February 1, 2013 Departments

From the Journals: February 2013

More Education Improves Failed Hearing Screening Follow-Up

Underserved communities may need extra support to navigate the steps that follow failed newborn hearing screenings, according to a study in the December 2012 issue of the American Journal of Audiology. With delayed identification of permanent childhood hearing loss a major public health concern, the authors suggest continuing public awareness campaigns and education of providers and families about hearing loss.

Study researchers sought to document the epidemiological characteristics of a group of children who are hard of hearing, identify individual predictor variables for timely follow-up after a failed newborn hearing screening, and identify barriers to follow-up that families encounter.

The authors used an accelerated longitudinal design to investigate outcomes for children who are hard of hearing in a large, multicenter study. The AJA-published study involved a subgroup of 193 children with hearing loss who did not pass the newborn hearing screening. Researchers used available records to document the ages of children when they were confirmed to have hearing loss, received hearing aid fittings and entered into early intervention. They used linear regression models to investigate relationships among individual predictor variables and age at each follow-up benchmark.

Of several predictor variables, only higher levels of maternal education were significantly associated with earlier confirmation of hearing loss and fitting of hearing aids. The severity of the hearing loss was not. No variables were significantly associated with age of entry into early intervention. A majority of children met each recommended benchmark, but only one-third met all the benchmarks within the recommended time frame.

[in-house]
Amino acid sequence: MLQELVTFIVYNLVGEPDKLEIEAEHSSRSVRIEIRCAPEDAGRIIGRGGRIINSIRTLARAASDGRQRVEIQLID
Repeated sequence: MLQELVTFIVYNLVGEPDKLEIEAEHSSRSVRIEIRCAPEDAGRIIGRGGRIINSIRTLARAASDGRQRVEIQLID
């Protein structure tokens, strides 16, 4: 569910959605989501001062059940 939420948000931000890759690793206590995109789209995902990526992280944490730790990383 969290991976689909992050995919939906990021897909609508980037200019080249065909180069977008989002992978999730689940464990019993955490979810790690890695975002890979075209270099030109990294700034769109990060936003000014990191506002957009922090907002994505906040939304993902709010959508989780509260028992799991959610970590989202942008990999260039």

Preschoolers Understand Human Speech Better Than Synthesized Speech

Although preschool children understand synthesized speech in typical listening environments, and can improve their listening accuracy with repeated exposures, their understanding doesn't reach the same level of accuracy as with human-recorded speech, according to a study in the November 2012 American Journal of Speech-Language Pathology.

The study examined the effect of repeated exposure to novel and repeated spoken words in typical environments on the intelligibility of two synthesized voices and human-recorded speech. Eighteen preschoolers listened to and repeated single words presented in human-recorded speech and in DECtalk Paul and AT&T Voice Michael—two varieties of speech-synthesizing software—during five experimental sessions in the presence of noise typical of classroom or home settings.

There was a significant main effect for voice. Participants were more accurate in identifying words in the human-recorded speech and AT&T Voice than in the DECtalk speech output condition. When averaged across speech output conditions, children increased their accuracy as they participated in additional sessions. There was a statistically significant interaction between session and voice. DECtalk had a slightly larger effect of session than did AT&T Voice and human-recorded speech.